Articulation - Fermata - Proper Placement of the Eyeball!

The key to the placement of the Fermata "Eyeball" is to center that eyeball with whatever you are placing the Fermata over.

The Fermata is always written above the note, chord, rest or bar line (and above the staff!).  It must be placed on the exact beat that is to be held (so that there is no confusion about what note/rest/chord or bar line is to be held).

If you are combining a Fermata with any other articulation signs or with slurs, the Fermata is always placed outside the articulation sign and/or slur (and above the staff!).

UMT - Articulation - Placement

The Fermata is introduced in the Ultimate Music Theory Prep 1 Rudiments Workbook.  The Prep 1 and the Prep 2 Rudiments Workbooks are the perfect match for Students who are starting in a Nationally Recognized Repertoire Program (such as the RCM).

For Students who will be continuing on to Theory Exams or who want to learn how to compose music with a proper foundation, use the Prep 1 Rudiments Workbook with the Supplemental Level Workbooks!  The Prep 1 Supplemental Pack + Answer Books is a fantastic deal.  Keep the Answer Books for yourself and sell the Workbooks to your Students.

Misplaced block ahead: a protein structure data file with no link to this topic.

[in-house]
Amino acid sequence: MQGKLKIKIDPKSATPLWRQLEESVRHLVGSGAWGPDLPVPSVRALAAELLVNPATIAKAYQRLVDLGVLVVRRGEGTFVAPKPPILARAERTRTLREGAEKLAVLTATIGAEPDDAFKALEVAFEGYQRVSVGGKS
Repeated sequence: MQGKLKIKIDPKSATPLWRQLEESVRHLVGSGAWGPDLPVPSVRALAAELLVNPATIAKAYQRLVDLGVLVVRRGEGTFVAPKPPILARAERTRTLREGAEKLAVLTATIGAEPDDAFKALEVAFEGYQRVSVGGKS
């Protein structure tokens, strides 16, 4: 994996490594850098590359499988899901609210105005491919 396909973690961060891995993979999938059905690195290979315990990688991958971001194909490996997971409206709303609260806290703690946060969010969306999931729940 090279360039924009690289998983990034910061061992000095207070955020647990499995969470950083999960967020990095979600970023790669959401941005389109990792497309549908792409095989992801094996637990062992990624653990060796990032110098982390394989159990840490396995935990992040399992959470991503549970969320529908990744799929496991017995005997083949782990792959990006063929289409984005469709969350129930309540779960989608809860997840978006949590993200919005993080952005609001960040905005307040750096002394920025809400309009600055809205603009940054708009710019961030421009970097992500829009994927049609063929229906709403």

UMT - Articulation - Fermata - Where to write it

Articulation - Fermata - Common Placement Boo-Boos.

Again, please remember that it is okay to expect our Students to place or write the Fermata properly!

Here are my Top 5 Placement Boo-Boos when I mark my Student's work:

  1. The Fermata sign is written inside the Staff.  Remember, with the exception of music written with 2 parts sharing a staff, the Fermata is written above the Staff.
  2. The Fermata "Eyeball" is centered over the stem.  Remember that it is always centered over the notehead.
  3. The Fermata Sign is written WAY too big or it is written WAY too small. No, you don't need to measure it.  Just use your "eyeballs" to make sure the Fermata Sign looks to be just a tiny bit bigger than the notehead.  (It is acceptable to have it the same size - width - as the notehead too.)
  4. The Fermata Sign is written below the Staff or it is written upside-down.  Remember - eyebrows are above our eyes!  The curved Fermata Slur has to be written above the Fermata Dot.
  5. The Fermata Dot is written touching the notehead.  That is a no-no!  The Fermata is not a hat.  It doesn't sit on a notehead.
UMT Articulation Fermata Common Boo Boos

Articulation - Fermata - Need Worksheets?

Have you checked out the Ultimate Music Theory Membership yet?  As part of your Membership, you will be able to print two corresponding Worksheets for this Blog.

The first Worksheet is Articulation - Add the Stems and the Fermata Signs.  The second Worksheet is Articulation - Ledger Lines, Stems and Fermata Signs.  Both Worksheets have Answer Sheets to make your marking super easy!

And remember, the only way to access these Worksheets is to have an Ultimate Music Teachers Membership.

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Keep on Learning... With a Smile and a Song!

Shelagh McKibbon-U'Ren